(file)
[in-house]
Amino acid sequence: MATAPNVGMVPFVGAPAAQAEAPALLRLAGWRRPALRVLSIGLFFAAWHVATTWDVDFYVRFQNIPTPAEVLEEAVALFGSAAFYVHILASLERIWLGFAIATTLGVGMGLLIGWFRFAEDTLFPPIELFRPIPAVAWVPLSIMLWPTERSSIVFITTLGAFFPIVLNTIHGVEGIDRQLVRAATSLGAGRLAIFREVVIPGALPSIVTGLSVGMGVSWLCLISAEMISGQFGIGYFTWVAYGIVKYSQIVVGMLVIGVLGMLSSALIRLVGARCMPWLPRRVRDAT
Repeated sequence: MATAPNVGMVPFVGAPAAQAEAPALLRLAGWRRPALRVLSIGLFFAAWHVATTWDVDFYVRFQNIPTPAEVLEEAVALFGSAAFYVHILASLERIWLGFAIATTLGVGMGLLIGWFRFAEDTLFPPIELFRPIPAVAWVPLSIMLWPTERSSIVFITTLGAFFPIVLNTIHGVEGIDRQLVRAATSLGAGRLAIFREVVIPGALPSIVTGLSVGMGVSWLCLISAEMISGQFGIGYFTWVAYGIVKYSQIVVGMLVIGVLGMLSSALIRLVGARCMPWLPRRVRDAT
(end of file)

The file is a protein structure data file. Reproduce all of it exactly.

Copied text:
[in-house]
Amino acid sequence: MATAPNVGMVPFVGAPAAQAEAPALLRLAGWRRPALRVLSIGLFFAAWHVATTWDVDFYVRFQNIPTPAEVLEEAVALFGSAAFYVHILASLERIWLGFAIATTLGVGMGLLIGWFRFAEDTLFPPIELFRPIPAVAWVPLSIMLWPTERSSIVFITTLGAFFPIVLNTIHGVEGIDRQLVRAATSLGAGRLAIFREVVIPGALPSIVTGLSVGMGVSWLCLISAEMISGQFGIGYFTWVAYGIVKYSQIVVGMLVIGVLGMLSSALIRLVGARCMPWLPRRVRDAT
Repeated sequence: MATAPNVGMVPFVGAPAAQAEAPALLRLAGWRRPALRVLSIGLFFAAWHVATTWDVDFYVRFQNIPTPAEVLEEAVALFGSAAFYVHILASLERIWLGFAIATTLGVGMGLLIGWFRFAEDTLFPPIELFRPIPAVAWVPLSIMLWPTERSSIVFITTLGAFFPIVLNTIHGVEGIDRQLVRAATSLGAGRLAIFREVVIPGALPSIVTGLSVGMGVSWLCLISAEMISGQFGIGYFTWVAYGIVKYSQIVVGMLVIGVLGMLSSALIRLVGARCMPWLPRRVRDAT